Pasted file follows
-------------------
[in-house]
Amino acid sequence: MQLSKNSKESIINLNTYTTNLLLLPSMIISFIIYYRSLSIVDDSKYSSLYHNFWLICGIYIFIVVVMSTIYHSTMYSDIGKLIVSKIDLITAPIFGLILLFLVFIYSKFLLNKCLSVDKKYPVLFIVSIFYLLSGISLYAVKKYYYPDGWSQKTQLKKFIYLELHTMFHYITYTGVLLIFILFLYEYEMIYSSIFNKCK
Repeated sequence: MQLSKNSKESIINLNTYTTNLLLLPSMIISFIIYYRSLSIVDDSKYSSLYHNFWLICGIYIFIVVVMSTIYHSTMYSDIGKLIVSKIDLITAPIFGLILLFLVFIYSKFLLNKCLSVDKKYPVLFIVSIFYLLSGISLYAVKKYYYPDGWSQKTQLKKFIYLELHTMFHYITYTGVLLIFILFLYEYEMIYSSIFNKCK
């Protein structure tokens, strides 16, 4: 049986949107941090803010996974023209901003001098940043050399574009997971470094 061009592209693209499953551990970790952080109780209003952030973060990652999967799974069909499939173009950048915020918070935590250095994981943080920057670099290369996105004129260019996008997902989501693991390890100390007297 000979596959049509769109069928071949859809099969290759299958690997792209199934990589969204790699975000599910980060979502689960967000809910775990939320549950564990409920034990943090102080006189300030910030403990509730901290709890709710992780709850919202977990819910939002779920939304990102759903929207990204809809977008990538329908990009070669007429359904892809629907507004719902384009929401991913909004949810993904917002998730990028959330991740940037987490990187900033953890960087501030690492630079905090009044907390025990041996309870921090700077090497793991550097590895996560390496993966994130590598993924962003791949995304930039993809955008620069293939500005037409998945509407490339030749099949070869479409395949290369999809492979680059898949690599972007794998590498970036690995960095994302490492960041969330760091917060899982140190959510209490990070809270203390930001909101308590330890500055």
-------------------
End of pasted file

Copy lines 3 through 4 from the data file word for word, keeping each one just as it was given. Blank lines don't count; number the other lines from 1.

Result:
Repeated sequence: MQLSKNSKESIINLNTYTTNLLLLPSMIISFIIYYRSLSIVDDSKYSSLYHNFWLICGIYIFIVVVMSTIYHSTMYSDIGKLIVSKIDLITAPIFGLILLFLVFIYSKFLLNKCLSVDKKYPVLFIVSIFYLLSGISLYAVKKYYYPDGWSQKTQLKKFIYLELHTMFHYITYTGVLLIFILFLYEYEMIYSSIFNKCK
């Protein structure tokens, strides 16, 4: 049986949107941090803010996974023209901003001098940043050399574009997971470094 061009592209693209499953551990970790952080109780209003952030973060990652999967799974069909499939173009950048915020918070935590250095994981943080920057670099290369996105004129260019996008997902989501693991390890100390007297 000979596959049509769109069928071949859809099969290759299958690997792209199934990589969204790699975000599910980060979502689960967000809910775990939320549950564990409920034990943090102080006189300030910030403990509730901290709890709710992780709850919202977990819910939002779920939304990102759903929207990204809809977008990538329908990009070669007429359904892809629907507004719902384009929401991913909004949810993904917002998730990028959330991740940037987490990187900033953890960087501030690492630079905090009044907390025990041996309870921090700077090497793991550097590895996560390496993966994130590598993924962003791949995304930039993809955008620069293939500005037409998945509407490339030749099949070869479409395949290369999809492979680059898949690599972007794998590498970036690995960095994302490492960041969330760091917060899982140190959510209490990070809270203390930001909101308590330890500055």